Movie Review – Spider-Man: Far from Home – Fun, but a little underwhelming

 

Movie Review - Spider-Man: Far from HomeI liked Spider-Man: Far From Home. I liked it a lot. But I didn’t love it, and that surprised me.

I adore Tom Holland‘s version of Spider-Man, and think he’s the best Peter Parker ever done, no question. (Notice how this sidesteps Miles Morales‘ stunning Spider-Man: Into the Spider-Verse quite nicely.) And every appearance by MCU’s Spider-Man, from Civil War to Endgame, sparkled with wit and verve.

I rewatched Spider-Man: Homecoming to get ready for Spidey’s ‘European Vacation’. I was again taken with how absolutely lovely, charming, funny, and exciting Peter Parker’s first solo outing was. (With one of Marvel’s better villains, to boot.)

Far From Home was enjoyable, but not up to the level I expected. Some nits to pick (with spoilers for Avengers: Endgame):

– Ned wasn’t The Chair Guy this time. He was mostly sidelined. Ned had funny lines, but was no longer Spider-Man’s sidekick. Making him foolish — and a damsel in distress, even — didn’t sit right.

– Peter was too low-key. I get that he’s been through a lot, and mourns Iron-Man like a father, but EVERYONE in the post-post-post Snap world (yes, there were three Snaps, remember?) is suffering. His friends seemed fine. I would have written Spidey as his usual irrepressible self who’d get sad when reminders of Tony Stark hit him out of nowhere. Grief is like that: you’re grooving along until you get a gut-punch reminder.

– There wasn’t enough care and attention paid to how Earth is handling the new reality: billions of people returning to life five years later. Yes, it was alluded to a few times, but I expected more. And Europe seemed to truck on with no problems at all. Even seeing some of the homelessness and ruin in the background would have helped keep the sense of continuity alive. The MCU usually provides better world-building than that.

– I missed the fun rock and pop music that made Homecoming so fun. (We did get one rock hit underscoring a poignant/funny moment, but I won’t spoil it.)

– And another nit: Spider-Man is the only A-List hero left on Earth? After 23 movies packed with super beings, I can’t buy that.

So, Where Were the Other Avengers?

As said, in-movie:

Dead:

Not mentioned, but should be around for Fury to call upon:

  • Professor Hulk
  • War Machine (who’s basically an Iron Man already)
  • Ant-Man
  • Wasp
  • Scarlet Witch (who should be able to wipe the floor with anyone)
  • Valkyrie, Korg, and a whole city of Asgardians
  • Black Panther, Shuri, and a whole country of Wakandans
  • Falcon (AKA new Cap)
  • The Winter Soldier/White Wolf
  • Hawkeye (I presume he returned to retirement…)
  • Pepper Potts-Stark is at least name-dropped (apparently she doesn’t want to use her Iron Suit any more than Peter does, for the same reason)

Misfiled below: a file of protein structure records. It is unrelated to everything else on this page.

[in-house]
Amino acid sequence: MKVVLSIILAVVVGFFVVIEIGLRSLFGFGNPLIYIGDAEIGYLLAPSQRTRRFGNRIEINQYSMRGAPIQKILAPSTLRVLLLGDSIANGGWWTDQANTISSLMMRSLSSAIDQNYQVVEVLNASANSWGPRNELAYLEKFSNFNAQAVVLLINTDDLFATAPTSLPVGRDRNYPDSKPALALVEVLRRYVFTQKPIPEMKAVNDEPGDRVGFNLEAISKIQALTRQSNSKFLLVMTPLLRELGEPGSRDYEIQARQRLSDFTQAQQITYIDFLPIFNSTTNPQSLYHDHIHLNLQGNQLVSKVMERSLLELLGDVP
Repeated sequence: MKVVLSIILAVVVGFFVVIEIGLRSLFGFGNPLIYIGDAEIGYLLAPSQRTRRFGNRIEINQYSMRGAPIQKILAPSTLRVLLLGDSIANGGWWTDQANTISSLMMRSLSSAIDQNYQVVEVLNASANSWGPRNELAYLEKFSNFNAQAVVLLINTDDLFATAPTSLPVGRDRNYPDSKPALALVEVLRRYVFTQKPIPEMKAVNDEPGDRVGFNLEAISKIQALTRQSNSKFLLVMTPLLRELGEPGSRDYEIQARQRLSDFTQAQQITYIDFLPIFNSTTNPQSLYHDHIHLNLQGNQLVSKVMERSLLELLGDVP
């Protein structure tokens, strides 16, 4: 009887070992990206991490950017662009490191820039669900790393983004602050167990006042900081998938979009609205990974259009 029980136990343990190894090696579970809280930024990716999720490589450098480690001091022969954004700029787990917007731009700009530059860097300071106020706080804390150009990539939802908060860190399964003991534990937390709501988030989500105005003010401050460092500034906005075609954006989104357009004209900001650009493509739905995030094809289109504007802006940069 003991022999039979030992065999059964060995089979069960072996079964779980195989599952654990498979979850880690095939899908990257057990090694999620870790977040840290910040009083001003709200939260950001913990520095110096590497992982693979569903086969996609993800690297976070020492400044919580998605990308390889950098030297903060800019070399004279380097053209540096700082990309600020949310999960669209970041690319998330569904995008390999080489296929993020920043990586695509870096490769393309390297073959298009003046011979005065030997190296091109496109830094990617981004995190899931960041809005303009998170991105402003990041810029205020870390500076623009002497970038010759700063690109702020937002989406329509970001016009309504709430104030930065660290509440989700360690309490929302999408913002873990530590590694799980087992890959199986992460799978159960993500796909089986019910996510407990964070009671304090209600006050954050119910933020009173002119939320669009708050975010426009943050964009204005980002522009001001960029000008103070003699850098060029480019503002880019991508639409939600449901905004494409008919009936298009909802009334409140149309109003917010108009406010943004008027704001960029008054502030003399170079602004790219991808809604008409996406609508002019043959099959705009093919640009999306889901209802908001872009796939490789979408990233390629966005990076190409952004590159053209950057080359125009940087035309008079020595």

• Lots of minor heroes could also be asked to ‘step up’…this could be a whole article. Which I’ll probably write, if there’s interest.

Again, those are mostly nits. But there’s one big problem, and for that I have to give Spider-Man FFH a B grade. That’s hard to do, since I loved a lot of it. I am a huge MCU fan, a Tom Holland-as-Spidey fan…and I really do think this is the best genre movie out right now (not including the Endgame re-release). But since we at RunPee tend to grade the Marvel Cinematic Universe on a curve, I’d have to rank this as a “middle tier” movie. MAN, I hate saying this.

It might have been that all the major plot points of FFH were spoiled for me, but I normally love anything the MCU does, so that shouldn’t have mattered.

Where Spider-Man: Far From Home Faltered

The single biggest problem is the bad guys are kind of an underwhelming/overwhelming mess. They are huge; they are CGI, and have no personality or motivation whatsoever…or even facial expressions. How is that supposed to be fun to watch? It doesn’t matter that that part doesn’t matter (have to be vague), but it made every fight with The Elementals boring. They felt more like the worst kind of bad guys done in the DC Universe (on the level of Incubus or Steppenwolf, or all the other villains no one remembers).

MCU has the occasional villain problem, but nothing as bad as these guys.

The point is, it doesn’t matter that the Elementals are [redacted for spoilers]: they still got too much screen time. They brought the movie down. Watching European landmarks get destroyed isn’t entertaining by itself. Even Godzilla has a personality.

Notice I’m not mentioning Mysterio. Or the promised Multi-Verse. I can’t go into any of this without spoilers, and this review is already too long. Suffice to say if Iron Man had a love child with Dr. Strange, you’d kind of get Mysterio. The trippy, psychedelic stuff was the best part of the action. It’s too bad they couldn’t get Dr. Strange on the phone. I’ll stop there.

Overall, How’s Spider-Man: Far From Home?

I’m making a bigger deal out of the Villain Problem than I meant to. Far From Home is still a super fun film, with laughs, school trip shenanigans, great on-location scenery, emotional moments, and a fun class reunion with Peter Parker’s (conveniently) co-blipped pals. And Happy Hogan stole every scene from Peter, which I didn’t expect. Tony Stark’s absence was keenly felt, but his character still managed to permeate the story, and even drew one of the best laughs.